A wastewater recovery project in the Regional District of North Okanagan has received $24.3 million in federal and provincial funding.
This was one of the significant milestones for the project, which has been four years in the making. The project has faced multiple hurdles due to the complex undertaking of creating an infrastructure asset that will benefit three jurisdictions in different ways for generations to come.
The announcement was made at an event on September 12. It brought together the partner jurisdictions that have worked to get the project to where it is today, the staff and consultants that have assisted along the way, and the community that has enthusiastically supported the concept of the Wastewater Recovery Project.
The project partners (Regional District of North Okanagan, Township of Spallumcheen, and the Okanagan Indian Band) had been clear with the public and stakeholders from the beginning – without this grant money, the project not be able to move forward.
“Money like this doesn’t normally come here,” said Amanda Shatzko, Electoral Area C Director at the Regional District of North Okanagan (RDNO). “It goes to the Lower Mainland, it goes to the Central and South Okanagan but it often doesn’t come to the North Okanagan.”
In speaking to the importance of reclaiming water for agricultural use, Mayor Fraser told the crowd about one year in Spallumcheen that saw “over 1,000 acres lose all of their forage crops due to a shortage of water. With the new Wastewater Recovery Project, over 600 acres of irrigation water for farming will be provided, which is an enormous benefit to our farmers.”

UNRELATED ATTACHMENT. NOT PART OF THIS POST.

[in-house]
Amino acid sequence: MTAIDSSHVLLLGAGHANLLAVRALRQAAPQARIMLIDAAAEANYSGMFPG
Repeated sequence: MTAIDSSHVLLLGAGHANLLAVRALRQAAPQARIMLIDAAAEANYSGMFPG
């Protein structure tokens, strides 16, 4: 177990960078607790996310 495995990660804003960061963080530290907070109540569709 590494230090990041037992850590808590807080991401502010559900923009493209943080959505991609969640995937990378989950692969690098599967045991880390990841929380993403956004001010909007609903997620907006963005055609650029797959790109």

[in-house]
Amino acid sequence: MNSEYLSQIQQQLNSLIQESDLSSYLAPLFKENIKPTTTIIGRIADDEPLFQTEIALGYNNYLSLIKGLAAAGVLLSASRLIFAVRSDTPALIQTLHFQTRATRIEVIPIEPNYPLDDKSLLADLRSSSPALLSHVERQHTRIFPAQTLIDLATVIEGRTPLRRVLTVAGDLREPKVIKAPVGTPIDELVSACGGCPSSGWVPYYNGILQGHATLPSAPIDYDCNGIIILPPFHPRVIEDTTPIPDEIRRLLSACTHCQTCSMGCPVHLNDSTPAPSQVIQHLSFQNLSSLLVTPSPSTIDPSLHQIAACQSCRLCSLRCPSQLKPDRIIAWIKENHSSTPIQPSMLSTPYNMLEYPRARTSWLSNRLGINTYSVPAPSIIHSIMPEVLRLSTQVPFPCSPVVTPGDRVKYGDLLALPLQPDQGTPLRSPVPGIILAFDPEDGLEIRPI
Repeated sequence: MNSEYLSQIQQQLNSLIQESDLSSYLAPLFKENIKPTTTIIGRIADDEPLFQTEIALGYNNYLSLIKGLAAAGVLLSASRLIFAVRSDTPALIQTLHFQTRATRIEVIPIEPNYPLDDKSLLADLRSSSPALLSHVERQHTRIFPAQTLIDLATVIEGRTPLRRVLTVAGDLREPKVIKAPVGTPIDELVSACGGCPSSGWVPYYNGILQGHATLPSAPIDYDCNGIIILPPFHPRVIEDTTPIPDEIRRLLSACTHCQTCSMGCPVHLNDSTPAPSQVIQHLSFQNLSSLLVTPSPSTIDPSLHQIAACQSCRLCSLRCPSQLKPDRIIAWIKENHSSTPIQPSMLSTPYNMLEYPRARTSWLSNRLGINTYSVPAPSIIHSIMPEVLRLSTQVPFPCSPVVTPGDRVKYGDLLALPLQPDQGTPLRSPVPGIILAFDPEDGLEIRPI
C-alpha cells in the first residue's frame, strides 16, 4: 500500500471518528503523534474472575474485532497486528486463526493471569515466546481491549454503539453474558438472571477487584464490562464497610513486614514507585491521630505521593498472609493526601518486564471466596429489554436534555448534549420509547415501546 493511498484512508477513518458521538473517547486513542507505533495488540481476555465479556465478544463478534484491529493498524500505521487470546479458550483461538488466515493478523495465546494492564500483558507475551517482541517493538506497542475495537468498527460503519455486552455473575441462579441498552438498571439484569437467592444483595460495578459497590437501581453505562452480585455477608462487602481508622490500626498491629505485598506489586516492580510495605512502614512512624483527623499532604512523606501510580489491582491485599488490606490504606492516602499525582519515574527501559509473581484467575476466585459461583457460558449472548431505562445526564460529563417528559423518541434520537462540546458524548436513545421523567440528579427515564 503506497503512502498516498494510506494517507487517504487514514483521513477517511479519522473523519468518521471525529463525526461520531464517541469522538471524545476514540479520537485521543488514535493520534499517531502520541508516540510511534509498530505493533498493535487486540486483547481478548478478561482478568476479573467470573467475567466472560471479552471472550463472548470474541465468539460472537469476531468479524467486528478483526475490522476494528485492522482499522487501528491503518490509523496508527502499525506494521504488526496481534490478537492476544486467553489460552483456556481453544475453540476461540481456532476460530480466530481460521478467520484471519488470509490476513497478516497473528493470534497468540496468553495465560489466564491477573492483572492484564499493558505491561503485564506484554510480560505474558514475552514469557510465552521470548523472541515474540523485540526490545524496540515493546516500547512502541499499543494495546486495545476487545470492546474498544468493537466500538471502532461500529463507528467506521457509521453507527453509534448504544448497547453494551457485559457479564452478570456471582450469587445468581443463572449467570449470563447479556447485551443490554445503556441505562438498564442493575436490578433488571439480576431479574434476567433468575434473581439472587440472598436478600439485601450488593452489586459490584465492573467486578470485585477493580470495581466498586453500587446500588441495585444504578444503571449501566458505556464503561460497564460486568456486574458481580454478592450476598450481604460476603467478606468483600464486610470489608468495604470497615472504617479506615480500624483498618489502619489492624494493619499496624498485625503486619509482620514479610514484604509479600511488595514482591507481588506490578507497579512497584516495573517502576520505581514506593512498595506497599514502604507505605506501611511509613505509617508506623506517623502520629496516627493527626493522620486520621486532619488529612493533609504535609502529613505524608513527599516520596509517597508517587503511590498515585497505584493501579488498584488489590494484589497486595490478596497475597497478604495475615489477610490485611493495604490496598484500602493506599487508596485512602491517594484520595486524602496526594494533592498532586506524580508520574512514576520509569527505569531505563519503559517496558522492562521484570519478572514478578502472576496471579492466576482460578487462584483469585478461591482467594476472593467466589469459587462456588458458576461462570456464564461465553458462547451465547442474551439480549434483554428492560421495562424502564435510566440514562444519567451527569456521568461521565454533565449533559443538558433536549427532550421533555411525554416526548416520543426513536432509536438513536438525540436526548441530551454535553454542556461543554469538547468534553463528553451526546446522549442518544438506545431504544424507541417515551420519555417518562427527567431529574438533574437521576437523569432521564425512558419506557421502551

“It’s believed that about 50 businesses have been turned away over the last 15 years because of a lack of sewer,” said Bob Fleming, Electoral Area B Director at RDNO. “The benefits will drive our economy for years to come.”
“I always ask people, what’s the actual value of your property without water? It isn’t much. When you start looking at water through that lens, it’s worth every effort to protect our water through holding ourselves to the highest standards,” said Byron Louis, Chief of the Okanagan Indian Band. “Investing in water is investing in this community.”
With the grant secured, the project team will begin the planning and engineering work to make the wastewater recovery project a reality. More information can be found here.